Information Technologies and International Development is an interdisciplinary open-access journal that focuses on the intersection of information and communication technologies (ICTs) with the "other four billion" â€” the share of the world population whose countries are not yet widely connected to the Internet nor widely considered in the design of new information technologies.
First tests with E-5 soil moisture sensor and ECH2O handheld monitor (not strictly a datalogger since it doesn't store readings). An identical set was recently tested with Kenyan students by VeSeL member Cecilia Oyugi. It can relate to soil information, for example here.
Science for Humanity seeks to match scientific capability to human need. Through collaboration and innovation, Science for Humanity develops appropriate and sustainable solutions to alleviate poverty, increase social justice and realise economic benefit for poorer people. Find out more about what we do.
Newick Primary School Year 4 class took part in their first activities as part of the VeSeL project, as a mobile resource kit, nearly identical to the one at Silanga School in Kenya, was delivered and used. This included a Macbook laptop, solar charging panel, and assorted small electronics. Photos of the hardware can be seen here.
Pupils created photo stories about a typical day at their school using the digital cameras delivered, which will be posted to the school's blog and used to communicate with Silanga School.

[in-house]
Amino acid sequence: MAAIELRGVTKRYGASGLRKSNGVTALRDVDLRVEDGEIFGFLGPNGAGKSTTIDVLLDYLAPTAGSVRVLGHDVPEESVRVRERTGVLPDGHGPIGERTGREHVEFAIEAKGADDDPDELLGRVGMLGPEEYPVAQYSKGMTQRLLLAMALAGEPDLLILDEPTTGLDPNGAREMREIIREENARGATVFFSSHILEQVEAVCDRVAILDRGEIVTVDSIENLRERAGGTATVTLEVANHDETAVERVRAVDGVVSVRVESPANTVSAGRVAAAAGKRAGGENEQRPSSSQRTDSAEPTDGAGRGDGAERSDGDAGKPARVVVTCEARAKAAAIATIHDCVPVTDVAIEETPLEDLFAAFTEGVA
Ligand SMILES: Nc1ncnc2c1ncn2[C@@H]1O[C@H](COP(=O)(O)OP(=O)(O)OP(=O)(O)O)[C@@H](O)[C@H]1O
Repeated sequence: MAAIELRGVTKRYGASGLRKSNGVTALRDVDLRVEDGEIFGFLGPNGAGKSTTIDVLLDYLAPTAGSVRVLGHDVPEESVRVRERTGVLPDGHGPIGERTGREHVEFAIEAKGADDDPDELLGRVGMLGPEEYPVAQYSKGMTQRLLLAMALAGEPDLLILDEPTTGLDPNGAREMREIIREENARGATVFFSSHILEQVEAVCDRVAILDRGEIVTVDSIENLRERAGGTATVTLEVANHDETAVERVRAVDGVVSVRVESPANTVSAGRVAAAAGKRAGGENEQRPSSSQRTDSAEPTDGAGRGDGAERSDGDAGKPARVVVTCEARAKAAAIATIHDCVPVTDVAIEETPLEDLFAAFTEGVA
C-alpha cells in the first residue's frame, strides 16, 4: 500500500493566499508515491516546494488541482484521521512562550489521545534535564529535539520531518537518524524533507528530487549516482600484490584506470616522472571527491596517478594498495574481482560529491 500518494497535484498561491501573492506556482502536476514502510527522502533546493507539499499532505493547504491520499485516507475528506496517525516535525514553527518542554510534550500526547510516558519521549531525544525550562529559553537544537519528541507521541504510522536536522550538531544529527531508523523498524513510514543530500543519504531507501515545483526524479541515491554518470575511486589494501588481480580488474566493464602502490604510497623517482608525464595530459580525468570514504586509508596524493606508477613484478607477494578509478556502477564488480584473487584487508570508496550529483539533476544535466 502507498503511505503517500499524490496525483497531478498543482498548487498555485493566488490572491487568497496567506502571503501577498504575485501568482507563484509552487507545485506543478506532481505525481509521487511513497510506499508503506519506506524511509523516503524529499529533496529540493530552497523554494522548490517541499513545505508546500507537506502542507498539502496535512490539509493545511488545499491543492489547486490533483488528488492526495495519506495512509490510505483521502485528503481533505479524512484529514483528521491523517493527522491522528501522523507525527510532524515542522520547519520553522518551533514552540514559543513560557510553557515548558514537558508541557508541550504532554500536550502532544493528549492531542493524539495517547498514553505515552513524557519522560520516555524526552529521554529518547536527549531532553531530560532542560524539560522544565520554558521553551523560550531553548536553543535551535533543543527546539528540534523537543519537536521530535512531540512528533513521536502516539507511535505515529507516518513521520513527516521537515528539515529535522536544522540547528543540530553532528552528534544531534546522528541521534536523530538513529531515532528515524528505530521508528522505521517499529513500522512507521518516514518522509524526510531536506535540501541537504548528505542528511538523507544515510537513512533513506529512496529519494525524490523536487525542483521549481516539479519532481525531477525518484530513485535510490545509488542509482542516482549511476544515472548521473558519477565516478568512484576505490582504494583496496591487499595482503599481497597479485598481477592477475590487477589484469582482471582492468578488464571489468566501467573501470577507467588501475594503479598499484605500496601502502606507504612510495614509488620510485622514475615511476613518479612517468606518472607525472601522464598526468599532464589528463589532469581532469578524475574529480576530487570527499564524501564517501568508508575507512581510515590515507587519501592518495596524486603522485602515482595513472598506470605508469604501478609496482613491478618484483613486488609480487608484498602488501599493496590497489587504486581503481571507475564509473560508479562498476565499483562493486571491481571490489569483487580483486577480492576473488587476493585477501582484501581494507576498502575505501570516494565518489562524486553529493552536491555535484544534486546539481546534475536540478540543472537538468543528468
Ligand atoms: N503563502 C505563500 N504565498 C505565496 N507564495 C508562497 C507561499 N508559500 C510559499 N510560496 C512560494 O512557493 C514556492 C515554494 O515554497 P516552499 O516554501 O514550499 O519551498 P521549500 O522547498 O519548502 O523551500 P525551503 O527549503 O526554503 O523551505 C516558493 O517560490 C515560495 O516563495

Based on our successful deployment at Kew Gardens VeSeL partner University of Leeds reports the following findings with regard to the sensor network operating autonomously in an agricultural environment.
The sensorsâ€™ precision was fairly acceptable, except for the light sensors. Solar radiation sensors were suggested instead. A soil moisture probe was added. The current housing of the nodes was found to affect precision of the temperature and humidity sensors. Better ventilation was suggested to resolve this problem.
VeSeL partner University of Bradford has successfully installed and set-up a database server connection for the wireless sensor network and radio community databases, which can be seen in this diagram.
This online database facility has been created for specific VeSeL user groups (i.e. those using the databases for information gathering; and those producing database results linked to the KMS). The KMS server provides two different kinds of database server, viz. mySQL and PostgreSQL.
New and enhanced functionalities
The team has also implemented the following functionalities of the KMS:
- Methods and tools for capturing, storing, organising and making accessible knowledge and expertise within and across communities;
- Interactive, sharing and collaborative facilities;
'The school is located in a dry area were the people water the trees daily since we have no source of water.' Photo posted by teacher Leonard Mwang'ombe
Dan Orwa sends the following report:
24th October 2008 â€“ Silanga Primary School
Upon my arrival at 11:00 AM, I went straight to Silanga Primary school and met the headmaster and later on the teachers. The headmaster mentioned that they are very happy with the progress made by the teachers and the students regarding ICT, and once again thanked VeSeL for assisting the school with the equipment.
Vellidis G., M. Tucker, C. Perry, C. Kvien, C. Bednarz (2008) A real-time wireless smart sensor array for scheduling irrigation. Computers and Electronics in Agriculture, 61(1) (April 2008): 44-50.